Severe Mental Illness and Firearm Access

In the United States, severe mental illness is frequently cited as a primary cause of mass shootings and high rates of gun violence. Miranda Lynne Baumann and Brent Teasdale (2018) investigated this relationship by comparing rates of gun violence among 255 recently discharged psychiatric patients and a matched group of 490 community residents. These authors [...]

Your Brain on Violent Video Games

As video games become increasingly violent and realistic, researchers have sought to determine whether – and how—they may affect aggressive behavior. Engelhardt and colleagues tested desensitization theory, which states that repeated exposure to violent images results in a decrease, or habituation, of emotional, cognitive, and physiological responses to violence. The authors measured previous video game [...]

Violence Exposure and Sexual Risk

African American adolescents are at increased risk for violence exposure, which includes being the victim of violence as well as witnessing violence. Wilson and colleagues (2012) observed that few studies have addressed the impact of violence exposure on African American girls. They were particularly interested in the relationship between violence exposure and sexual health, since [...]

Childhood Violence Exposure and Disability

Disability and childhood exposure to violence are interconnected.  Children with disabilities are more likely than nondisabled children to experience violence.  Those with behavioral disorders and language impairments experience the highest rates of abuse.  In addition, children who experience violence are more likely to become disabled. For example, up to one quarter of childhood brain injuries [...]

Resilient Afghan Women Coping with Violence and Immigration

Exposure to war-related violence is a common experience of Afghan women who immigrate to the United States. Although previous research has identified detrimental effects of war-related trauma and displacement on survivors’ mental health, other studies have demonstrated resilience and successful coping strategies.  Welsh and Brodsky (2010) used a mental health checklist and conducted qualitative individual [...]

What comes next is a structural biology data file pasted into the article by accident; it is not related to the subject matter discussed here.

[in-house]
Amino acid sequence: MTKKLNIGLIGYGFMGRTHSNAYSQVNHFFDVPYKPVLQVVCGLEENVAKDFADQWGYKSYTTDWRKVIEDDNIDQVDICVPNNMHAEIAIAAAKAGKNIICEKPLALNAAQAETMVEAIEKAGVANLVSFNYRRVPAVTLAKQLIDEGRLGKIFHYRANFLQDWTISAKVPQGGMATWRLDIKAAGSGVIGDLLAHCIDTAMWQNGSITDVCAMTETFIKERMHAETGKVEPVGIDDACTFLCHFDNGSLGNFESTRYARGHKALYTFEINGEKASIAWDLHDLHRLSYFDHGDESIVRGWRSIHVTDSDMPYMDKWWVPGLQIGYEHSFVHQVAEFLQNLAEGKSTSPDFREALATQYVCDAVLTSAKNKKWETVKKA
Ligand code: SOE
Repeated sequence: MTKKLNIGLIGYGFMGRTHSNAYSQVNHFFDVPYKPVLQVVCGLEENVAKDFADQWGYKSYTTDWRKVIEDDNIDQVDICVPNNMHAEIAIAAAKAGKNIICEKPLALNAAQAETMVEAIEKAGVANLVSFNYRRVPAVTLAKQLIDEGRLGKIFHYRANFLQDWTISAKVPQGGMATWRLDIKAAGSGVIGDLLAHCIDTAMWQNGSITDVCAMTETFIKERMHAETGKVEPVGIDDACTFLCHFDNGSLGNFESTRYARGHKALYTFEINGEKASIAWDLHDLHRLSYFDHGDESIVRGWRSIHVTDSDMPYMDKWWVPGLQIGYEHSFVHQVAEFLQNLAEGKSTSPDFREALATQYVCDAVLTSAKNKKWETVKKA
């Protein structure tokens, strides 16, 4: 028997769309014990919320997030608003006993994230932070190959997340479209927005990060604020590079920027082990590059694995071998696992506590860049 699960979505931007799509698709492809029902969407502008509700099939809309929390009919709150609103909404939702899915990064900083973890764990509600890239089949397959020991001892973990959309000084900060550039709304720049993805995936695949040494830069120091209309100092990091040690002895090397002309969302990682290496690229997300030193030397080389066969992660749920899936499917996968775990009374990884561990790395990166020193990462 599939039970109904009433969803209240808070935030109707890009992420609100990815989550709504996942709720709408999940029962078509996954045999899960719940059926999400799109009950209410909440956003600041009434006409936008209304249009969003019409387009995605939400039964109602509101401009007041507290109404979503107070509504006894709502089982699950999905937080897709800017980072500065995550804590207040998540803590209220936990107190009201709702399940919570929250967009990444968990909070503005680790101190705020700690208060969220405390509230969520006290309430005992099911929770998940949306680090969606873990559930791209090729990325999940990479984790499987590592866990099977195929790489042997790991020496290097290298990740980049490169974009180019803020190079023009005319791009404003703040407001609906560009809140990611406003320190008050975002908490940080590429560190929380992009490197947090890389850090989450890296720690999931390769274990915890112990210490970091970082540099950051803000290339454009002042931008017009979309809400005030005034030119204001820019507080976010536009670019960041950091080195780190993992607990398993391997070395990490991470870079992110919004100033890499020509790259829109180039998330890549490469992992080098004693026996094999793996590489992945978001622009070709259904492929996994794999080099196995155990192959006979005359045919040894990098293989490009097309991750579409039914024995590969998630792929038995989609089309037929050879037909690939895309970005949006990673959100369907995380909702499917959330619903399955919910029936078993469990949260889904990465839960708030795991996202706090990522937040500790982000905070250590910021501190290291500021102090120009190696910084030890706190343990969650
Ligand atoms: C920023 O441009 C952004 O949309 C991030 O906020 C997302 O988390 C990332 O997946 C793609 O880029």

A Nationwide Trial of the KiVa Antibullying Program

Bullying among youth has been associated with a range of mental health and behavioral problems, including depression, anxiety, poor academic performance, poor school attendance, suicide, and violence. In one of only a few large scale evaluations of bullying interventions, Kärnä, Voeten, Little, Poskiparta, Alanen, and Salmivalli (2011) assessed the effectiveness of the KiVa antibullying program, [...]

Lesbian, Gay, and Bisexual Victimization in the Military

According to Burks (2011), the provisions of “Don’t Ask, Don’t Tell” (DADT) have made it challenging to study its effects. DADT (December 1993 – September 2011) barred openly lesbian, gay, or bisexual individuals from military service while at the same time requiring that military officials not initiate investigations of a servicemember’s sexual orientation without sufficient [...]

Psychological Consequences of Exposure to Gang Violence

Gang and community violence is a significant public health risk, with adolescents more likely to be the victims of violence than adults. Kelly (2010) conducted an extensive literature review to investigate the psychological consequences to adolescents of exposure to gang and community violence. She reviewed 103 studies on this topic that were published in peer-reviewed [...]

Third Parties, Violence, and Conflict Resolution

Traditionally, social psychological research has supported the idea that third parties tend to increase disorderly behavior in potentially violent situations and that the likelihood of aggression increases with group size. However, due to practical and ethical considerations, few studies have examined the role of third parties and group size in real world conflict situations. Levine, [...]

Denying Humanness to Others

Previous research has repeatedly supported a connection between playing violent video games and aggressive behavior. Greitemeyer and McLatchie (2011) proposed that the mechanism linking video games and aggression might be dehumanization. In the first of two experiments, students were randomly assigned to one of three conditions in which they played a violent, neutral, or prosocial [...]